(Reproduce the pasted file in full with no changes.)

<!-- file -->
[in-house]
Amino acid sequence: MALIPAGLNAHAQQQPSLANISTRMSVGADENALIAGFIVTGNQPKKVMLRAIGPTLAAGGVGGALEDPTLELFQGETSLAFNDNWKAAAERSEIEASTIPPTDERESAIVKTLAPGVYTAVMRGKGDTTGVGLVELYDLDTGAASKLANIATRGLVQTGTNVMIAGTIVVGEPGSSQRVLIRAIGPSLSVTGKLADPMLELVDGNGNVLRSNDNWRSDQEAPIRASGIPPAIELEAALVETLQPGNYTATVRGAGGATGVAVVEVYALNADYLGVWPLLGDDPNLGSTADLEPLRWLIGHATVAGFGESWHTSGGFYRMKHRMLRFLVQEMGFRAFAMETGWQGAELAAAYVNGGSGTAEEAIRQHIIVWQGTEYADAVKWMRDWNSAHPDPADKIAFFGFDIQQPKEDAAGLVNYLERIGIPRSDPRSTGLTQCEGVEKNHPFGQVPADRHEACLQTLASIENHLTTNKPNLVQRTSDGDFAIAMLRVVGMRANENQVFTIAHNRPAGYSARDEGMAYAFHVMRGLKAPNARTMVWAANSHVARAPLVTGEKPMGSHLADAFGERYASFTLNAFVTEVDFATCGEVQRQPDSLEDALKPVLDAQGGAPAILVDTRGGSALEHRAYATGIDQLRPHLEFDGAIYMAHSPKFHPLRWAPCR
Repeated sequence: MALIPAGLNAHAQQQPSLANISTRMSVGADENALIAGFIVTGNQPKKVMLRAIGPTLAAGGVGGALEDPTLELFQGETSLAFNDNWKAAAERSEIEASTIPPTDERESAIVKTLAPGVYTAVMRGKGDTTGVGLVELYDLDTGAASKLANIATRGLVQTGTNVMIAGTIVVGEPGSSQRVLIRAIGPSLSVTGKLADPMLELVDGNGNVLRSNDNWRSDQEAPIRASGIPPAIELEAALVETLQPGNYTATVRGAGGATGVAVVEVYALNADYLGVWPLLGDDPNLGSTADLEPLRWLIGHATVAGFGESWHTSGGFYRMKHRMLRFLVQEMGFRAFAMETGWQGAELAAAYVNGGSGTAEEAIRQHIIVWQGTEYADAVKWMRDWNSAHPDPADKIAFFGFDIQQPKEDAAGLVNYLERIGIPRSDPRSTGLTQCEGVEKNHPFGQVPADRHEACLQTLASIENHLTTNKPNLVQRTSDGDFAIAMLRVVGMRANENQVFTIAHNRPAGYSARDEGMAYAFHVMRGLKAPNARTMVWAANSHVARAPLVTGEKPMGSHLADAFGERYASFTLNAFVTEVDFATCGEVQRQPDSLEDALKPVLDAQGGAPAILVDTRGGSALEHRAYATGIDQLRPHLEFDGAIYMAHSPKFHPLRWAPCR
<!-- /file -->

[in-house]
Amino acid sequence: MALIPAGLNAHAQQQPSLANISTRMSVGADENALIAGFIVTGNQPKKVMLRAIGPTLAAGGVGGALEDPTLELFQGETSLAFNDNWKAAAERSEIEASTIPPTDERESAIVKTLAPGVYTAVMRGKGDTTGVGLVELYDLDTGAASKLANIATRGLVQTGTNVMIAGTIVVGEPGSSQRVLIRAIGPSLSVTGKLADPMLELVDGNGNVLRSNDNWRSDQEAPIRASGIPPAIELEAALVETLQPGNYTATVRGAGGATGVAVVEVYALNADYLGVWPLLGDDPNLGSTADLEPLRWLIGHATVAGFGESWHTSGGFYRMKHRMLRFLVQEMGFRAFAMETGWQGAELAAAYVNGGSGTAEEAIRQHIIVWQGTEYADAVKWMRDWNSAHPDPADKIAFFGFDIQQPKEDAAGLVNYLERIGIPRSDPRSTGLTQCEGVEKNHPFGQVPADRHEACLQTLASIENHLTTNKPNLVQRTSDGDFAIAMLRVVGMRANENQVFTIAHNRPAGYSARDEGMAYAFHVMRGLKAPNARTMVWAANSHVARAPLVTGEKPMGSHLADAFGERYASFTLNAFVTEVDFATCGEVQRQPDSLEDALKPVLDAQGGAPAILVDTRGGSALEHRAYATGIDQLRPHLEFDGAIYMAHSPKFHPLRWAPCR
Repeated sequence: MALIPAGLNAHAQQQPSLANISTRMSVGADENALIAGFIVTGNQPKKVMLRAIGPTLAAGGVGGALEDPTLELFQGETSLAFNDNWKAAAERSEIEASTIPPTDERESAIVKTLAPGVYTAVMRGKGDTTGVGLVELYDLDTGAASKLANIATRGLVQTGTNVMIAGTIVVGEPGSSQRVLIRAIGPSLSVTGKLADPMLELVDGNGNVLRSNDNWRSDQEAPIRASGIPPAIELEAALVETLQPGNYTATVRGAGGATGVAVVEVYALNADYLGVWPLLGDDPNLGSTADLEPLRWLIGHATVAGFGESWHTSGGFYRMKHRMLRFLVQEMGFRAFAMETGWQGAELAAAYVNGGSGTAEEAIRQHIIVWQGTEYADAVKWMRDWNSAHPDPADKIAFFGFDIQQPKEDAAGLVNYLERIGIPRSDPRSTGLTQCEGVEKNHPFGQVPADRHEACLQTLASIENHLTTNKPNLVQRTSDGDFAIAMLRVVGMRANENQVFTIAHNRPAGYSARDEGMAYAFHVMRGLKAPNARTMVWAANSHVARAPLVTGEKPMGSHLADAFGERYASFTLNAFVTEVDFATCGEVQRQPDSLEDALKPVLDAQGGAPAILVDTRGGSALEHRAYATGIDQLRPHLEFDGAIYMAHSPKFHPLRWAPCR